Concentrated, communicative, synergistic, growth-oriented, embracing, thought provoking, discovering, erotic, productive, effective, loving, considerate, complimentary, honest, realistic, engaging, present/undistracted, reinforcing, achieving, accomplishing, building, doing, seeing, trying, exploring, loyal, evolving, adapting, curious, supportive, iterative, driven, and functionally strong.  There would inevitably be hiccups, long discussions/negotiations, and recalibrations required but, that is the gist.  
       
      And then I came across another person's interpretation, which I think also reinforces what I already envisaged:
       
      "Growth-based relationships are mutually supporting.  They are entered into by mature, self-reliant individuals who take responsibility for their lives, as individuals and as partners in a relationship.  Each is dedicated to the growth of the other as well as his or her own.  Growth-based relationships don't just happen.  They are created by people who know themselves and what they want.  Being in touch with their own desire to express their best, each partner recognizes and supports that desire in their mate. Because they themselves are risk-takers, they are supportive of the risks their partners take and understand the vulnerability of the creative life.  These individuals are working on themselves as whole people, not halves of a relationship.  They know that 1/2x1/2 = 1/4, not one. They also know that 1+1 = 3 if the right effort is made."
       
      Beautiful, clear, simple.  And 99% of the gay world has no idea what you are talking about.  Fabulous screening tool, or set-up for mission impossible?
       
      So, there-- the "who" and the "what" of the desired picture, the relationship "ideal".
       
      The kicker is then the "how", the conjuring, the operationalising of all that.  
       
      Now here's the thing.  I have come close-but-not-quite-cigar to getting the above ideal on many occasions.  It's almost as if the universe threw darts repeatedly at the bullseye on my behalf, but missed continuously for comedic emphasis.
       
      The current relationship I have I feel has a good combination of many of the things I had imagined (really, a good guy as far as I have seen thus far), but at times still seems to lack a coherence and direction to it-- and not for lack of trying on my part, perhaps his too.  I keep wondering to myself: ok, so how much of the "magic" that others discover is something painstakingly nurtured and developed, and to what extent are all the right cards inherently on the table to begin with between the two people involved, just needing the right shuffle?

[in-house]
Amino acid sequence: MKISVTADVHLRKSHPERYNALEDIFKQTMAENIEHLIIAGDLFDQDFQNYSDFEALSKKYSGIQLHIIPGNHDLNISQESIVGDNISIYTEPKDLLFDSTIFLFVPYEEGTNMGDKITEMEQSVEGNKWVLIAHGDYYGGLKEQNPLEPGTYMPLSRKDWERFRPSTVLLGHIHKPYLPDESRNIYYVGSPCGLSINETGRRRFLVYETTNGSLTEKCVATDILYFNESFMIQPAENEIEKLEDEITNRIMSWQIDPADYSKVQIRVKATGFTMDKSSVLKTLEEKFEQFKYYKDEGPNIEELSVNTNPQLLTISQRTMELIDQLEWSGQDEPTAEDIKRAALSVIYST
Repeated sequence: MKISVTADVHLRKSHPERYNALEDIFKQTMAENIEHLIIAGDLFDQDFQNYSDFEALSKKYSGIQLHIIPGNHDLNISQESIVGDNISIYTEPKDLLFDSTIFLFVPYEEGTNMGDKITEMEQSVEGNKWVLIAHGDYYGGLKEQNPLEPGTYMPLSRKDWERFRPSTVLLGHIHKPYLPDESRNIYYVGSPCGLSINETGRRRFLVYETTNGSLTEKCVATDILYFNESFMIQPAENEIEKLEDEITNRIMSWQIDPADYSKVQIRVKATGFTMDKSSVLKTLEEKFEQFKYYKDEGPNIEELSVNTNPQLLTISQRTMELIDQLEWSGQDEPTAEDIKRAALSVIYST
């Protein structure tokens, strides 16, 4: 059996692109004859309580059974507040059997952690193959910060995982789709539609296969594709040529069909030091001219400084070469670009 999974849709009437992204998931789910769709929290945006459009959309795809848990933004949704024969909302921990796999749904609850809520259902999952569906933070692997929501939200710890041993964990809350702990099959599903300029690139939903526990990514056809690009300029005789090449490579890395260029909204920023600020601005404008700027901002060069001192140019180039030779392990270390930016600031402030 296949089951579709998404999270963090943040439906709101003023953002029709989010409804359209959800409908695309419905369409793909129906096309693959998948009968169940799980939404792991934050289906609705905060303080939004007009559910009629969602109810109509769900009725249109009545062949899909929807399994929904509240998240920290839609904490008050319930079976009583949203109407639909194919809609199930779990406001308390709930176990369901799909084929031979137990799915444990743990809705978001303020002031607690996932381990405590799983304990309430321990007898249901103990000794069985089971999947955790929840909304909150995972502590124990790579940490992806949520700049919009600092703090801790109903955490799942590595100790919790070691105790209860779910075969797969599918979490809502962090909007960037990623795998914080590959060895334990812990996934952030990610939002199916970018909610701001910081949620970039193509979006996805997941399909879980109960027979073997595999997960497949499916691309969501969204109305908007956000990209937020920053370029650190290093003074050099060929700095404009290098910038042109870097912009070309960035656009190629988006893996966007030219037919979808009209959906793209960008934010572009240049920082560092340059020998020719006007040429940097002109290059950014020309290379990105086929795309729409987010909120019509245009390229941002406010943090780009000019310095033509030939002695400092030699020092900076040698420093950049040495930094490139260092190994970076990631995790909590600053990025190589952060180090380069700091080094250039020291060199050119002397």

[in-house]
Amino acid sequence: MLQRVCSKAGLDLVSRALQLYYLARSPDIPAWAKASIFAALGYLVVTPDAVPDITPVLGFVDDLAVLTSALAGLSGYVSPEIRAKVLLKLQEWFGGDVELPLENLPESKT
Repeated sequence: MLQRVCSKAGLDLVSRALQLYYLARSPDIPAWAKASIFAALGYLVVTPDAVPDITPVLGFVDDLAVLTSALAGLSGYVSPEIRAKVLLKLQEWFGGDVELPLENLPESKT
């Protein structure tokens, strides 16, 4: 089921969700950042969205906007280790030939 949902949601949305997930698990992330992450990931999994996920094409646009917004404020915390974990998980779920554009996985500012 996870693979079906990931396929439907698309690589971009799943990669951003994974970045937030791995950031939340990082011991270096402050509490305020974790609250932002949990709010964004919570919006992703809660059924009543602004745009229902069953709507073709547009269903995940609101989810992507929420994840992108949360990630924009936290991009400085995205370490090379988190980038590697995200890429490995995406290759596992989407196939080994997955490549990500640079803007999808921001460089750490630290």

Do I/we try to further develop this? Can I/we realistically develop this?  Are we really growing together?  Has it reached its own sort of plateau already?  Or will it turn some bold new corner as some complicated details of life get further sorted out?  If so, what might that take?  Or do we ride this some months down the road until we both realise we are on the train to fizzlesville-- or worse, divergent junctures-- once more?
       
      Before this whole thing started, I had no expectations.  A date was a date, I could be alone, single, and enjoy so many things on my own in life. I had not an intention to make the singledom the status quo per se, but neither was I attempting to cling to the first thing with a pulse that walked through the door ticking a few boxes.  It was to be a "no" until he was really a "fuck yes!".  I had learned from what had been done already, tried and tested. Or so I tell myself.
       
      So here we are, a year on into the current relationship.  I ponder the milestone, reality check myself against the ideal prescribed while trying not to lose a footing in the here-and-now, and try to find a measured, grounded way to determine progress.  Or slap myself into sobriety lest I have gone down yet another deviation from the road desired.

      To those brave, patient, and committed to have read this far, I ask you:
      From your own experience, constructively speaking, what do you make of this?  Can you relate?
      Have you had any similar experiences, be they successes or failures?  What have you learned?
      If you were successful, what made the chemistry work, and what did that ultimately feel like for you?  
      If at times you compromised, in what areas were the compromises fair and reasonable ones you both could live with?
      Did you find to get the dynamic you wanted in a relationship? And to get the right person to "materialise", did it take a process that was almost magical in some way to manifest?  If so, what did that process involve on a personal level?  What state of mind and consciousness were you in?
       
      I know there are some absolute gems of people spinning about on this website in spite of all the sleaze and trolls, so I hope they will come forward.  If a personal message or side conversation is better in light of sensitivities, feel free.
       
      (and to all the would-be lurking trolls: back under your bridge goddammit, don't you shit anywhere near this)
       
    • By Chewwei
      Anyone feel high Let start Cammm or sharing stories 
    • By boyishfit22
      The time of the year for this event again =)
    • Guest Wonderbf
      By Guest Wonderbf
      So, recently I caught my boyfriend sending private messages over IG to some guys we both know. I one message to a friend, he said things such as "I can wait for you in bed every night" and in another message to another friend, he called this friend "I have forgotten how sexy and cute you look". I am not too sure if I am being sensitive or he is being too flirty. The former is attached already as well. I have been attached for two years and we did talk about it before, but he thinks I'm being way sensitive and his words mean nothing.
       
      What do you guys think?
    • By Loves human dick
      Come and share....
      How do u wanna be massage and pampere??just relax and be naked...
      Enjoy the massage and rubbing 
       
  • Popular Now